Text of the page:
The Meeting Place of Our Heart – Br. Nicholas Bartoli

Br. Nicholas Bartoli

Genesis 1:20-2:4

While growing up, I was fascinated by questions like “What does it mean to be a human being? What makes us who we are? Why are we the way are?” I would read a lot of sociology, anthropology, psychology, and probably a few more “ologies” I can’t remember at the moment. And it was all very interesting, if ultimately not quite as enlightening as I had hoped. And I remember often encountering one particular sort of statement about human beings that would always give me pause, a doubtful, skeptical kind of pause. It was the kind of statement that would compare humans, usually very favorably, to other forms of life on our planet.

Typically, they would highlight our superior intelligence or some quality that seemed unique to us like consciousness, or perhaps our gifts of language or culture or art. But I was always suspicious of such statements, especially when used to justify placing the needs of our fellow creatures a very distant second to our own needs. In some cases, it isn’t even entirely clear we have much to support our argument for specialness. For example, many neuroscientists would admit that something like consciousness or even intelligence is very hard to define, especially nowadays while we’re trying to develop artificial varieties of those attributes.

So, you could imagine my reaction when I first encountered these words from Genesis, quoting God speaking to humans: “…be fruitful and multiply, and fill the earth and subdue it; and have dominion over the fish of the sea and over the birds of the air and over every living thing that moves upon the earth.” Those words struck me as having a very “us vs them” quality about them, and it seemed to imply a one-sided relationship between us humans and the earth, and all that is in it. And worse still, it’s the kind of language that has been used to justify an uncaring and abusive attitude to the earth’s other inhabitants, whether creatures of land, sea, or air, or the land, sea, and air themselves. This has led to all sorts of problems like climate change, toxic pollution, habitat loss, accelerated extinctions, and a reduction in biodiversity, to name just a few. And these problems tie into other issues we need to wrestle with like energy use and production, food production and distribution, and how we obtain and use resources like timber and metals, not to mention, of course, the issue of over consumption in general.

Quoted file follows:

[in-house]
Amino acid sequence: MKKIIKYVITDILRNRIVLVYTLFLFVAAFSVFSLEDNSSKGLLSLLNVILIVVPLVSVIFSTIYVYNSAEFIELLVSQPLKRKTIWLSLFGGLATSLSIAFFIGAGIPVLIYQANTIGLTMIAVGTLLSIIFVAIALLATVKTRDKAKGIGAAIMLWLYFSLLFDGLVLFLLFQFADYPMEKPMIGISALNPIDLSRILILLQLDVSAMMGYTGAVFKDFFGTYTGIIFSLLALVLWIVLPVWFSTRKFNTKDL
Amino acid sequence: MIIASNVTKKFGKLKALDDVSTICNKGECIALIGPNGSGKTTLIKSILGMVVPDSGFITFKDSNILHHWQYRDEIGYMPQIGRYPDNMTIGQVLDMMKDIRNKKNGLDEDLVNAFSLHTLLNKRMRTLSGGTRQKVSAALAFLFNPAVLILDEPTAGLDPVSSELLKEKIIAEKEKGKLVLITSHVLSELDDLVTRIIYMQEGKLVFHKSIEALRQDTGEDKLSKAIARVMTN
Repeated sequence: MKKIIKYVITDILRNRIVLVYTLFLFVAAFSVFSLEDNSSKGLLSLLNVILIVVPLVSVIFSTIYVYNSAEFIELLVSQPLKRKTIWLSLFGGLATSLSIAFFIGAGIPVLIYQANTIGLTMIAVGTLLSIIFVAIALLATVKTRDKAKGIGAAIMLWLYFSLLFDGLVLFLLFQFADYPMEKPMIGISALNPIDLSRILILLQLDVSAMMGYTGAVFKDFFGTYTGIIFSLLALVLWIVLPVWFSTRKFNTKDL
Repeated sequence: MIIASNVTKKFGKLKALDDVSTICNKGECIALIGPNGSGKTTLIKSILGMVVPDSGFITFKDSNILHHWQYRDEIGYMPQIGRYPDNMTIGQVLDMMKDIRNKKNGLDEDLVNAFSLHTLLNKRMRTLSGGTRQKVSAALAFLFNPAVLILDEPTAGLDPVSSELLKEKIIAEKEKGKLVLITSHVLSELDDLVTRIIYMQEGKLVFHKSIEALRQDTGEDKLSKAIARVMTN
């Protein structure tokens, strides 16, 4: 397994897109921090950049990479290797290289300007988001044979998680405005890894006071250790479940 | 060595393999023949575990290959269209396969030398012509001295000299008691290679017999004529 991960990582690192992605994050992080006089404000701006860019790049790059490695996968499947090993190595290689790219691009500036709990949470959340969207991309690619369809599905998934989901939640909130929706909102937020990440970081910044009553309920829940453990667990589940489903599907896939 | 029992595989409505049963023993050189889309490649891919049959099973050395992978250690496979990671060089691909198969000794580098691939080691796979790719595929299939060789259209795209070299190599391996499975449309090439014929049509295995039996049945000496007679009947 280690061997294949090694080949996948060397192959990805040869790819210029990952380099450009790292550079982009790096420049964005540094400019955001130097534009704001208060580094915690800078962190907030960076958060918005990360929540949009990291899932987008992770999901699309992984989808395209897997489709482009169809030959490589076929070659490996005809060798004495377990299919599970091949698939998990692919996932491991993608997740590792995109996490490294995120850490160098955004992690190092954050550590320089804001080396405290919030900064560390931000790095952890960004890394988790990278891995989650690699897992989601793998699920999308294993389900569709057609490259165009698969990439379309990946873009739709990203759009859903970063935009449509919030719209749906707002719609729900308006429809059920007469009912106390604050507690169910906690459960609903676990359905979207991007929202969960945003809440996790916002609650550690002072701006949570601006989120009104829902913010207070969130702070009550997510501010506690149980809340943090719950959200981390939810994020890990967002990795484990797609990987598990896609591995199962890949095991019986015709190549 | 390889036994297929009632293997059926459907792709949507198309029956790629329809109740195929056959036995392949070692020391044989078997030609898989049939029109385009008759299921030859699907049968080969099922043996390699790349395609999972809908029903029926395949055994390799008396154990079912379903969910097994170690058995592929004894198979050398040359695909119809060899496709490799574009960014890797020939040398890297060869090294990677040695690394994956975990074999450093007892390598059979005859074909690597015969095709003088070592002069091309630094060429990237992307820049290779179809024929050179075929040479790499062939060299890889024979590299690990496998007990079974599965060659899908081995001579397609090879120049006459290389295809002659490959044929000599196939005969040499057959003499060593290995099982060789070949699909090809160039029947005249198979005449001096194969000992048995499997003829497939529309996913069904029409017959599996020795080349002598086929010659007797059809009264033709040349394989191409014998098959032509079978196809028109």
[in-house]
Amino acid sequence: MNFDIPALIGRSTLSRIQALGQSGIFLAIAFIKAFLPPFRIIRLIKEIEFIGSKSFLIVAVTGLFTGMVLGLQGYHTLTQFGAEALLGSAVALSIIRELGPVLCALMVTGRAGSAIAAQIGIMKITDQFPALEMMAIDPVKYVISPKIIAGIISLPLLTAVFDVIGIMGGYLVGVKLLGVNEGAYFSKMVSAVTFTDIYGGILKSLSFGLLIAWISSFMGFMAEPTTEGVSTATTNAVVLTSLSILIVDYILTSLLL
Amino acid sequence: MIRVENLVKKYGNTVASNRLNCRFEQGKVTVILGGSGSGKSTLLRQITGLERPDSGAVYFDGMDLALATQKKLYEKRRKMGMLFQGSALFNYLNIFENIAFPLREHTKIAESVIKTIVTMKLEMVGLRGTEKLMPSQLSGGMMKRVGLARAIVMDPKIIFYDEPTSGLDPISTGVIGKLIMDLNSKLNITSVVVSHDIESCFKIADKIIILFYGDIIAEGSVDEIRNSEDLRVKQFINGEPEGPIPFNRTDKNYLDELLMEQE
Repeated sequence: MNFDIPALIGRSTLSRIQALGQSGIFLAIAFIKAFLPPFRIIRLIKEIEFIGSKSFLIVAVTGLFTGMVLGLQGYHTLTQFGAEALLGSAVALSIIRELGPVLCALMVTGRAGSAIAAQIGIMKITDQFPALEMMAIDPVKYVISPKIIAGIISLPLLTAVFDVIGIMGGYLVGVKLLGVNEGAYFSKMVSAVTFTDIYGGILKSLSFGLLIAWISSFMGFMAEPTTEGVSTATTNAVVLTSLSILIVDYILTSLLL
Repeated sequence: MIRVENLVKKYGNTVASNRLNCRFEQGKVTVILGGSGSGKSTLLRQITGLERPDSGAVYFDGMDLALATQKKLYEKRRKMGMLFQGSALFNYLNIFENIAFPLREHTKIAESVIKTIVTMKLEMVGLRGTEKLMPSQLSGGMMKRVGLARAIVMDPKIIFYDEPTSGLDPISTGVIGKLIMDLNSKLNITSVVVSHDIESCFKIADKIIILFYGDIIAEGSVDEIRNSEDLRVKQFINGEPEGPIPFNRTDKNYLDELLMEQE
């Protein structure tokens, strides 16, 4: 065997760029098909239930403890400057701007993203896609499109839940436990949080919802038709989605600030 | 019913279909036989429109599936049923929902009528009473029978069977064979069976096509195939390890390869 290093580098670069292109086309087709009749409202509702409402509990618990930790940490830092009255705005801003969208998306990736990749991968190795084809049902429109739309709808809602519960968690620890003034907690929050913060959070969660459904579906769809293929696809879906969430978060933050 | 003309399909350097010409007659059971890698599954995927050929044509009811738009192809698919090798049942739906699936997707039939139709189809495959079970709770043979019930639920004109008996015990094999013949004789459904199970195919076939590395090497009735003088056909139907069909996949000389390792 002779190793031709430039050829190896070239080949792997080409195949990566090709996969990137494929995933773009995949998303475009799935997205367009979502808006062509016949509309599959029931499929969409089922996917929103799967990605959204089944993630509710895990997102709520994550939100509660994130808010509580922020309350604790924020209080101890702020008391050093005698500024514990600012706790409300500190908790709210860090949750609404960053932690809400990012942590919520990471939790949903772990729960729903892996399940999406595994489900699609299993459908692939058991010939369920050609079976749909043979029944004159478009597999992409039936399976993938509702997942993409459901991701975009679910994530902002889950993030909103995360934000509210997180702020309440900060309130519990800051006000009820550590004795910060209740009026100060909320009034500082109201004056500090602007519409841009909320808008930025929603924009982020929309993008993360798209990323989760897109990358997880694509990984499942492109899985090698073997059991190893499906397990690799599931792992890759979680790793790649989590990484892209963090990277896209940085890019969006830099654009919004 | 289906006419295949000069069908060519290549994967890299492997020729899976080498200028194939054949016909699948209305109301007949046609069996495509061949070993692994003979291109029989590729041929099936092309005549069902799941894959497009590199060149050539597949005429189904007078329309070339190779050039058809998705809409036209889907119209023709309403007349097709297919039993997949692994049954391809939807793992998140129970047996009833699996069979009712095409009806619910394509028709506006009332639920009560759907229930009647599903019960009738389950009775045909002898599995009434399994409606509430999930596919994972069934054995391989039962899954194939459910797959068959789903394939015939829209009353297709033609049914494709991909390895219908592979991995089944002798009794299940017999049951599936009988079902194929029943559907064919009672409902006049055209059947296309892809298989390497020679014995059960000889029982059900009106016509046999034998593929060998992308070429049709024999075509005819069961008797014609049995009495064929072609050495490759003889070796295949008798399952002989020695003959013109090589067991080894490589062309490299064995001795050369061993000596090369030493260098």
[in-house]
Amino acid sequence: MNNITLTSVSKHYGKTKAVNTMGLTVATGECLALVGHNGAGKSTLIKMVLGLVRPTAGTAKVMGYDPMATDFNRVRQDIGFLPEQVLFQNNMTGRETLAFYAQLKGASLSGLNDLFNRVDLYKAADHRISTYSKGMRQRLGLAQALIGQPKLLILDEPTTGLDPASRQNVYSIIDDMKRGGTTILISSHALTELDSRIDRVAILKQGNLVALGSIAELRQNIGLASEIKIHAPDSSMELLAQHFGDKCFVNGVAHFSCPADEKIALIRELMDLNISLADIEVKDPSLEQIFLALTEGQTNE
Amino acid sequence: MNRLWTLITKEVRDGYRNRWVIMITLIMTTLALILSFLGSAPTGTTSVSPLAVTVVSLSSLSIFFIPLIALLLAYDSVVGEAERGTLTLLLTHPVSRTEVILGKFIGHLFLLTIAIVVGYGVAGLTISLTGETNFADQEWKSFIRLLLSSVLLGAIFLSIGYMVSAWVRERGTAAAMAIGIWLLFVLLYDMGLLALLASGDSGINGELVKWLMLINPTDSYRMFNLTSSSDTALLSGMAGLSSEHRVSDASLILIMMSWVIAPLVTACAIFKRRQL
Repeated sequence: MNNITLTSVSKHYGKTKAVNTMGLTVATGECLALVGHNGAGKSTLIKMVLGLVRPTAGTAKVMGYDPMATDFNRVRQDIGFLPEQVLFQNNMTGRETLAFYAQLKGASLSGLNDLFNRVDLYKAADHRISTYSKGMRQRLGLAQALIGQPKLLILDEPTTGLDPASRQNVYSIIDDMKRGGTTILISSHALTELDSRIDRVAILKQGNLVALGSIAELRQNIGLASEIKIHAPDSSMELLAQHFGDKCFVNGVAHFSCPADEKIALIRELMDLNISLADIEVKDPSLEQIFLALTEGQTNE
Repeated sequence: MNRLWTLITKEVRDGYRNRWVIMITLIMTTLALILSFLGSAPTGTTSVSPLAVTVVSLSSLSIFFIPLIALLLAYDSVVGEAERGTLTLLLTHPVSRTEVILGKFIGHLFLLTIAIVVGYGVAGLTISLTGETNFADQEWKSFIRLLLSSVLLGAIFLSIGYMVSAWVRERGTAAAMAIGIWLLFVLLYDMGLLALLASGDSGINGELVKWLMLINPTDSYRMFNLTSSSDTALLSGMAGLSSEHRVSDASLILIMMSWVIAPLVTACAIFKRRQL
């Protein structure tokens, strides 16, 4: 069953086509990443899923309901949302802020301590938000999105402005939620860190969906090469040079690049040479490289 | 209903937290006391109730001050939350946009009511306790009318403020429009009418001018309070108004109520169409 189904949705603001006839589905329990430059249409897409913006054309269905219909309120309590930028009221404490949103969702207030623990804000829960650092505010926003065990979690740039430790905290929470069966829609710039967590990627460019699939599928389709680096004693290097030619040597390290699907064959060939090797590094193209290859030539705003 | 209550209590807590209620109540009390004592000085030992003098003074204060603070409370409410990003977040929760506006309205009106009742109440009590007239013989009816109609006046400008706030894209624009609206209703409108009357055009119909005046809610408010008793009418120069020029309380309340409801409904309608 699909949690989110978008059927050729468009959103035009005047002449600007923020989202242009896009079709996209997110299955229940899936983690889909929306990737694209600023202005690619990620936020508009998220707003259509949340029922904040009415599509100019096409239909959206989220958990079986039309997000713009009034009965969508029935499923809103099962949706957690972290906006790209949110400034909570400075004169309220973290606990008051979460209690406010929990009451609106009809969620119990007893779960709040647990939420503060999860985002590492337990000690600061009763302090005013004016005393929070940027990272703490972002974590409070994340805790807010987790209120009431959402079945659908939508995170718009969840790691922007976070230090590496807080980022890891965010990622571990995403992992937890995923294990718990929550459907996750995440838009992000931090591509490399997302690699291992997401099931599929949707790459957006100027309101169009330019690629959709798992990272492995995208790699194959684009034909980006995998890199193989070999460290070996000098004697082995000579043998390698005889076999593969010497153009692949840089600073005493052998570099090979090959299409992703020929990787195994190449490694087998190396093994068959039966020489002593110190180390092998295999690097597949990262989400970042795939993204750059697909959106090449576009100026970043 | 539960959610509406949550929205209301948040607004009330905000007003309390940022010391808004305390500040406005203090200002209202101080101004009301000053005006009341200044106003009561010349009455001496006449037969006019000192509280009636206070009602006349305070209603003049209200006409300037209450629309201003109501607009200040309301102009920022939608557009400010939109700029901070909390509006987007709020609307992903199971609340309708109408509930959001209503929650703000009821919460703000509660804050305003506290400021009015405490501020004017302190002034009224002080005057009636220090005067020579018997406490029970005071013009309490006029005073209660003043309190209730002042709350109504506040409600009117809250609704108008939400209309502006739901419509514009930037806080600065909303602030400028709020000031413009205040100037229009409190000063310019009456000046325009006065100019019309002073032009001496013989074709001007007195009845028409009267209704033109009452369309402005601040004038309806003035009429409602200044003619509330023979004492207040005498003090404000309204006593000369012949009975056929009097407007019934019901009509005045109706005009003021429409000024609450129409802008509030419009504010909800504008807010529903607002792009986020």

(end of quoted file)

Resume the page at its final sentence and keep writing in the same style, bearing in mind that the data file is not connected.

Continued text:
Imploring us to address these problems, I often hear rallying cries speak to our sense of self-interest and preservation. An alarm bell is sounded, drawing our attention to the fact that our well-being is intimately tied to the health of the earth’s many ecosystems. And this is certainly true and compelling, but what I feel is most important in fostering a right relationship within the natural world is a mutuality recognizing the intrinsic beauty and worth of all concerned.

St. Francis looked at the world this way, and he would often describe this relationship with the earth and its creatures using intimate terms like mother, father, brother, or sister. Reflecting on this, Pope Francis, writes: “Such a conviction cannot be written off as naïve romanticism, for it affects the choices which determine our behavior. If we approach nature and the environment without this openness to awe and wonder, if we no longer speak the language of fraternity and beauty in our relationship with the world, our attitude will be that of masters, consumers, ruthless exploiters, unable to set limits on their immediate needs. By contrast, if we feel intimately united with all that exists, then sobriety and care will well up spontaneously. The poverty and austerity of Saint Francis were no mere veneer of asceticism, but something much more radical: a refusal to turn reality into an object simply to be used and controlled…Rather than a problem to be solved, the world is a joyful mystery to be contemplated with gladness and praise.”

Pope Francis’ urgent message is nothing less than a call for all of us into enter into this radical relationship modelled by Saint Francis. It’s a call to let ourselves fall in love with the mystery of creation, allowing the fruits of that love to shape how we view and interact with our reality. Of course, the question remains, how do we go about seeing the world this way, seeing the world through God’s eyes as St. Francis did. Well, Pope Francis did give us a clue when he said “… the world is a joyful mystery to be contemplated…”